In the case of discovery taken of a nonparty, the court must "take reasonable steps to avoid imposing undue burden or expense on a person subject to the subpoena." Fed. R. Civ. P. 45(c)(1); see also id. R. 45(c)(2)(B)(ii) (court's order compelling production "must protect a person who is neither a party nor a party's officer from significant expense resulting from compliance"). Therefore, it is appropriate to direct the party requesting discovery of a nonparty to pay the reasonable costs associated with complying with the production. See, e.g., United States v. Columbia Broad. Sys., 666 F.2d 364, 372 (9th Cir. 1982) ("a witness's nonparty status is an important factor to be considered in determining whether to allocate discovery costs on the demanding or the producing party"); Cantaline v. Raymark Ind., 103 F.R.D. 447 (S.D. Fla. 1984) ("the court should require the discovering party to advance costs to the non-party unless the discovering party can demonstrate that the sum sought . . . is unreasonable"); see also Universal Del., Inc. v. Comdata Corp., Civ. No. 07-1078, 2010 WL 1381225, at *7-8 (E.D. Pa. Mar. 31, 2010) (Perkin, M.J.) (discussing sharing of costs of electronic production under Rule 45).
Initially, I decline to impose any cost-sharing on defendants at this point in time. The only ripe dispute before me is whether plaintiffs should reimburse Duke for any of its costs in making the production. Plaintiffs are no doubt correct that defendants who seek and receive documents from a non party should bear or at least share in the cost of that production. Nevertheless, Duke's production was initiated in response to plaintiffs' subpoena and that is where the cost sharing also begins. Additionally, although plaintiffs' counsel implied during one of the telephone conferences that Duke is not truly a non party because it employed some of their clients and may at some point become a defendant, at the present time Duke is not a party.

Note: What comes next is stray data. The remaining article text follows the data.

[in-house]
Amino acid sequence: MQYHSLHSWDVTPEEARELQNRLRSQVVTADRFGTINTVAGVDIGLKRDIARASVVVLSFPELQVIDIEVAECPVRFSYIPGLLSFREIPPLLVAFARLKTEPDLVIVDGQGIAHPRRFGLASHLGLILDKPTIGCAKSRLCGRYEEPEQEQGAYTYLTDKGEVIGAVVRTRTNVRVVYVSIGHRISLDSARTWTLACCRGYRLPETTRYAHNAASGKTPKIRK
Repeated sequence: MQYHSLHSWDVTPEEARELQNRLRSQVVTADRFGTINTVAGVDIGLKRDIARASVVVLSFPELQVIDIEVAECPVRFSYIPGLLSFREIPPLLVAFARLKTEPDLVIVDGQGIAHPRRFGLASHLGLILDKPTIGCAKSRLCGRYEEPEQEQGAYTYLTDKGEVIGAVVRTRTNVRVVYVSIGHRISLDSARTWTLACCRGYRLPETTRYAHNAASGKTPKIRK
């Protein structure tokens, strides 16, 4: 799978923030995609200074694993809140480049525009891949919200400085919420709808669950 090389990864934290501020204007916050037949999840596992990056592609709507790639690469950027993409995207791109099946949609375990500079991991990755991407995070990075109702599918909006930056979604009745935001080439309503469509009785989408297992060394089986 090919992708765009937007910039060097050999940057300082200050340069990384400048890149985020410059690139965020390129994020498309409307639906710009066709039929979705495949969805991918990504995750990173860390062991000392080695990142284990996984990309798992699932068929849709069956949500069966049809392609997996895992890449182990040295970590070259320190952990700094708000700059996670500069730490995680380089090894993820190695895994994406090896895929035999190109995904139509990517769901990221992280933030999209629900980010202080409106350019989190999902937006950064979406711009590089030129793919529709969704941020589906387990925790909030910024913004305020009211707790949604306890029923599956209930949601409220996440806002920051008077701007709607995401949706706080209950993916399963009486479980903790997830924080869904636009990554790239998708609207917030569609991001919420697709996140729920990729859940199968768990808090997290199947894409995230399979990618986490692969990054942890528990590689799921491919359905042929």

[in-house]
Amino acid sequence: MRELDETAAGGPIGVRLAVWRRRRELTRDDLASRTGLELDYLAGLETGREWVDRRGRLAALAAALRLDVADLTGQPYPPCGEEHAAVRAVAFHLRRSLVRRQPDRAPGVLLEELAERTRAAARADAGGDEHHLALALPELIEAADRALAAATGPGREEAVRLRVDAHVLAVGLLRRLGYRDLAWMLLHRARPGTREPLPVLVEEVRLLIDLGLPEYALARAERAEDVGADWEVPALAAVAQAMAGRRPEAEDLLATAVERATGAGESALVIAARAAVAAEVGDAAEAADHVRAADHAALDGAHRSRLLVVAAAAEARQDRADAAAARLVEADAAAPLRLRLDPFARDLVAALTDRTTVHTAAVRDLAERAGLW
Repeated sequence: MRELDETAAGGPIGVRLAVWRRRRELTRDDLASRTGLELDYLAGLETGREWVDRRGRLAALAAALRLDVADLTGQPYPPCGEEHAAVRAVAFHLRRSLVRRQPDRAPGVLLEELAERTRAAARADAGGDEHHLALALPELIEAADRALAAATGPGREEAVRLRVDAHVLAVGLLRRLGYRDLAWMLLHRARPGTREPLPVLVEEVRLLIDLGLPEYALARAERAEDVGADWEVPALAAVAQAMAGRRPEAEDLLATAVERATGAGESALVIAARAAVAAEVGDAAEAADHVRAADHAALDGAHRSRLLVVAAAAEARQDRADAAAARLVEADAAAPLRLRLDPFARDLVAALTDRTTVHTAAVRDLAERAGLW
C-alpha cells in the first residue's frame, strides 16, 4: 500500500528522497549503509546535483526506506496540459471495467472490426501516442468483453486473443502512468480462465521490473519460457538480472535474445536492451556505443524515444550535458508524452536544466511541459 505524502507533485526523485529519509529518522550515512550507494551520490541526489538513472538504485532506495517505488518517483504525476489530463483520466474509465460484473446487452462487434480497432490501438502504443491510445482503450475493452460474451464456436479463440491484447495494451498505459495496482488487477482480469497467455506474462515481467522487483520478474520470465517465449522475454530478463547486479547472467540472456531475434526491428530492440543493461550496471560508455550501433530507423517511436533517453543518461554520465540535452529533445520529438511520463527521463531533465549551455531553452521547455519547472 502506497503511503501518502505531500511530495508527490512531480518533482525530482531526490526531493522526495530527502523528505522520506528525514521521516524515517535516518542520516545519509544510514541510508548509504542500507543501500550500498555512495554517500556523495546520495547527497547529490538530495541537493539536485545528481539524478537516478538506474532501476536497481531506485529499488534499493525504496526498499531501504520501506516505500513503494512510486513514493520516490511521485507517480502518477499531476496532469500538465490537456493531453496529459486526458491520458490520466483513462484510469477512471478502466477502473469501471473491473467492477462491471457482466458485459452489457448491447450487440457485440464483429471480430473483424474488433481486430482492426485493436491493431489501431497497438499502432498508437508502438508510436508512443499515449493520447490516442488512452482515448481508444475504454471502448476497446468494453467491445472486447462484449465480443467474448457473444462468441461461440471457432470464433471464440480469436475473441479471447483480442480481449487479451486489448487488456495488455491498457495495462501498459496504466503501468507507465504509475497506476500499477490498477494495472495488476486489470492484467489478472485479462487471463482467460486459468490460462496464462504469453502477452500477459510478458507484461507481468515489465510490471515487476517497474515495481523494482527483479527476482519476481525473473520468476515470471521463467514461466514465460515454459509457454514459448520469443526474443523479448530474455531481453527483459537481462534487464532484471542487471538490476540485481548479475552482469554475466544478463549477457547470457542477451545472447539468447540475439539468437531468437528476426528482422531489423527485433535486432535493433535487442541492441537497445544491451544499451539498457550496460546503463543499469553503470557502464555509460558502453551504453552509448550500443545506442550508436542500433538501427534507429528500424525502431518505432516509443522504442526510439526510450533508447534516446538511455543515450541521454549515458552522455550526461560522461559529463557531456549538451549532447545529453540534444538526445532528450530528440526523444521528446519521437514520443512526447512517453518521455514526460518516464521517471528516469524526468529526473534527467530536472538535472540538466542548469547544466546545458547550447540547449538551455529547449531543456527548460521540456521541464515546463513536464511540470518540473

I conclude that plaintiffs should pay the costs of the contract attorneys involved in second-phase privilege and confidentiality review. These costs are supported by an itemization demonstrating that the attorneys spent an average of 2.7 hours reviewing each of the 1,012 boxes of documents, which is reasonable in light of the fact that many of the documents were quite aged. Also, the use of contract attorneys kept the hourly cost at a maximum of $37.50 with a minimal amount of time billed at time and a half for time over forty hours per week. Plaintiffs do not contest that these hours or rates are reasonable. I therefore will direct that plaintiffs reimburse Duke for the amount of $99,856.25.
I also conclude that plaintiffs should pay the cost of the contract attorney involved in supervising plaintiffs' second-phase review of the 1,012 boxes of documents. It is reasonable that Duke would elect to have an attorney present during plaintiffs' review, and Duke's use of a contract attorney at the same rate previously mentioned kept the hourly rate at a reasonable level. Plaintiffs' primary objection to this item is that the attorney billed time after plaintiffs completed their review. I accept Duke's counsel's explanation that certain time was required upon return of the boxes to ensure proper retention and storage of the documents. I therefore will direct that plaintiffs reimburse Duke for the amount of $17,132.81
Finally, I conclude that plaintiffs should pay a portion of Duke's costs in reviewing and producing documents in the first phase. No itemization has been submitted in support of the calculation of this time, and Duke's proffered conservative estimate of $54,000 (360 paralegal hours at $150 per hour) is difficult for me to assess. Nevertheless, there is no doubt that this was a costly endeavor for both sides, and that Duke spent considerable time and resources on the first-phase production. On balance, I conclude that plaintiffs should ...